SPRINGFIELD — Thousands of gay rights advocates descended on the Capitol Tuesday hoping to convince hold-out members of the House to make Illinois the 15th state to legalize marriage between same-sex couples.
But, despite a raucous crowd and a big-name line-up of speakers including U.S. Sen. Dick Durbin, Gov. Pat Quinn, Attorney General Lisa Madigan and Comptroller Judy Baar Topinka, the proposal appears to remain short of the needed 60 votes to become law.
The measure’s chief sponsor, state Rep. Greg Harris, D-Chicago, told reporters he has not yet scheduled the measure for a vote during the six-day veto session, which began Tuesday
“I hesitate to talk about timing or roll calls,” Harris said.
Asked if he was waiting to call the legislation until after the December deadline for candidates to file for the primary election – a move that could appease fence-sitting lawmakers worried about picking up an opponent – Harris said the same excuse could be said of waiting until after the March election to vote.
The rally on the grounds of the Capitol marked the beginning of the legislature’s fall veto session, in which lawmakers will be again faced with tough votes on overhauling the state’s underfunded pension systems and a controversial proposal aimed at cracking down on gun violence in Chicago.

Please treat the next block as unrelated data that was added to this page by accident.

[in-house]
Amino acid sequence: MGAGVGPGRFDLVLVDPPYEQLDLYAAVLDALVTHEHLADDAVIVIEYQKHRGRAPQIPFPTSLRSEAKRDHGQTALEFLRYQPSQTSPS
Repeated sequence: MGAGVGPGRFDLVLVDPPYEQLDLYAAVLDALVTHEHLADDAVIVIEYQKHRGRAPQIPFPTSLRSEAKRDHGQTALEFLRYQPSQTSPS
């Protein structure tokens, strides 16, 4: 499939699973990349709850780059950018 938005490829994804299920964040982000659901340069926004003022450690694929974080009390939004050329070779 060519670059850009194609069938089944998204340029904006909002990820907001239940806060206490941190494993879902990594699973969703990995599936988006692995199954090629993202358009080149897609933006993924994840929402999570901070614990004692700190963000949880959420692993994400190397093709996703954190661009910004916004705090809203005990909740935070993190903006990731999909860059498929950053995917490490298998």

David Bentlin of the Prairie Pride Coalition helped bring a busload of supporters from Bloomington-Normal to the Capitol grounds. He said the delays in bringing the issue up for a vote were beginning to irritate gay advocates.
“There is a general level of frustration. We want to see some results,” Bentlin said.
Not all Tuesday’s action was in the newly renovated Statehouse. Bishop Thomas Paprocki, the head of Springfield’s Roman Catholic diocese, told gay marriage backers that they could not hold a prayer vigil at a Catholic church several blocks south of the Capitol.
In a statement, Paprocki called such a vigil “blasphemy.”
Quinn called gay marriage the “most important” civil rights issue of the day and pledged to sign the legislation if it arrives on his desk.
The governor later sent out a fundraising plea, calling on his supporters to contribute money to the gay rights cause.
Durbin, in his hometown in the aftermath of the federal government shutdown, urged reluctant lawmakers to vote “yes.”
“This is our opportunity to end discrimination in our state against gay and lesbian couples,” Durbin said.
Topinka, the lone Republican to speak at the rally, said gay marriage is not a partisan issue.
“Why should we deny equal rights under the law? This is where history is going. Let’s be part of it,” Topinka said.
While the lobbying by gay activists was front and center Tuesday, opponents of the proposed change are scheduled to be in town Wednesday to try and keep the status quo.
The legislation is Senate Bill 10.